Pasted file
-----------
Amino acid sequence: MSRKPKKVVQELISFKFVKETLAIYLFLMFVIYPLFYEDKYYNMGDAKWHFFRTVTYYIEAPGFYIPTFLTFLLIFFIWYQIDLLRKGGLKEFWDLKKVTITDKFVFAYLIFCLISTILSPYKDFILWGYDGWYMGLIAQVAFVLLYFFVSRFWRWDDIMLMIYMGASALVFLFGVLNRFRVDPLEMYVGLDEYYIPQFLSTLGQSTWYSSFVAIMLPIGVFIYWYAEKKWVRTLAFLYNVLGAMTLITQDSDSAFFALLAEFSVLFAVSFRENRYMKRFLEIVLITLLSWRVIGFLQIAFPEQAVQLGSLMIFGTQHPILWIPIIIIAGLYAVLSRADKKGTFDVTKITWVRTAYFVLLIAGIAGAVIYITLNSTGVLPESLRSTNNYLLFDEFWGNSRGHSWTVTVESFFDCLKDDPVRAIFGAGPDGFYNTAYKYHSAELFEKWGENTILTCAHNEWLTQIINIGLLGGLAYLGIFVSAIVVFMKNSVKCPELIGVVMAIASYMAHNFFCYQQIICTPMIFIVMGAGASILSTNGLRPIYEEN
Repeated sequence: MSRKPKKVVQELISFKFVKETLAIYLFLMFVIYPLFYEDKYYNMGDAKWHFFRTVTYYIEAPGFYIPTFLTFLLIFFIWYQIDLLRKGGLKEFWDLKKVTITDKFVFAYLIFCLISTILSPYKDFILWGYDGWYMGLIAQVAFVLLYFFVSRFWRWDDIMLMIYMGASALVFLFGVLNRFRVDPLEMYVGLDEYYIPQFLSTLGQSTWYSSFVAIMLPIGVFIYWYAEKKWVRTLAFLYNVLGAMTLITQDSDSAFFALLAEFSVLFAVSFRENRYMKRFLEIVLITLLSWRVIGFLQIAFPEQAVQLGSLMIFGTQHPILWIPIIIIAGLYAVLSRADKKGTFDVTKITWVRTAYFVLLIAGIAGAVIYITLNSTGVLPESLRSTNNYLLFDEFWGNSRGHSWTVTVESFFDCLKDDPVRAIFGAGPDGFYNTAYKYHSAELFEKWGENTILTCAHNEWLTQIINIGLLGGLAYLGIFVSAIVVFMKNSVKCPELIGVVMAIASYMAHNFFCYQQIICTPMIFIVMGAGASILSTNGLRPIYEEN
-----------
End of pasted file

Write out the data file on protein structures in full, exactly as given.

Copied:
Amino acid sequence: MSRKPKKVVQELISFKFVKETLAIYLFLMFVIYPLFYEDKYYNMGDAKWHFFRTVTYYIEAPGFYIPTFLTFLLIFFIWYQIDLLRKGGLKEFWDLKKVTITDKFVFAYLIFCLISTILSPYKDFILWGYDGWYMGLIAQVAFVLLYFFVSRFWRWDDIMLMIYMGASALVFLFGVLNRFRVDPLEMYVGLDEYYIPQFLSTLGQSTWYSSFVAIMLPIGVFIYWYAEKKWVRTLAFLYNVLGAMTLITQDSDSAFFALLAEFSVLFAVSFRENRYMKRFLEIVLITLLSWRVIGFLQIAFPEQAVQLGSLMIFGTQHPILWIPIIIIAGLYAVLSRADKKGTFDVTKITWVRTAYFVLLIAGIAGAVIYITLNSTGVLPESLRSTNNYLLFDEFWGNSRGHSWTVTVESFFDCLKDDPVRAIFGAGPDGFYNTAYKYHSAELFEKWGENTILTCAHNEWLTQIINIGLLGGLAYLGIFVSAIVVFMKNSVKCPELIGVVMAIASYMAHNFFCYQQIICTPMIFIVMGAGASILSTNGLRPIYEEN
Repeated sequence: MSRKPKKVVQELISFKFVKETLAIYLFLMFVIYPLFYEDKYYNMGDAKWHFFRTVTYYIEAPGFYIPTFLTFLLIFFIWYQIDLLRKGGLKEFWDLKKVTITDKFVFAYLIFCLISTILSPYKDFILWGYDGWYMGLIAQVAFVLLYFFVSRFWRWDDIMLMIYMGASALVFLFGVLNRFRVDPLEMYVGLDEYYIPQFLSTLGQSTWYSSFVAIMLPIGVFIYWYAEKKWVRTLAFLYNVLGAMTLITQDSDSAFFALLAEFSVLFAVSFRENRYMKRFLEIVLITLLSWRVIGFLQIAFPEQAVQLGSLMIFGTQHPILWIPIIIIAGLYAVLSRADKKGTFDVTKITWVRTAYFVLLIAGIAGAVIYITLNSTGVLPESLRSTNNYLLFDEFWGNSRGHSWTVTVESFFDCLKDDPVRAIFGAGPDGFYNTAYKYHSAELFEKWGENTILTCAHNEWLTQIINIGLLGGLAYLGIFVSAIVVFMKNSVKCPELIGVVMAIASYMAHNFFCYQQIICTPMIFIVMGAGASILSTNGLRPIYEEN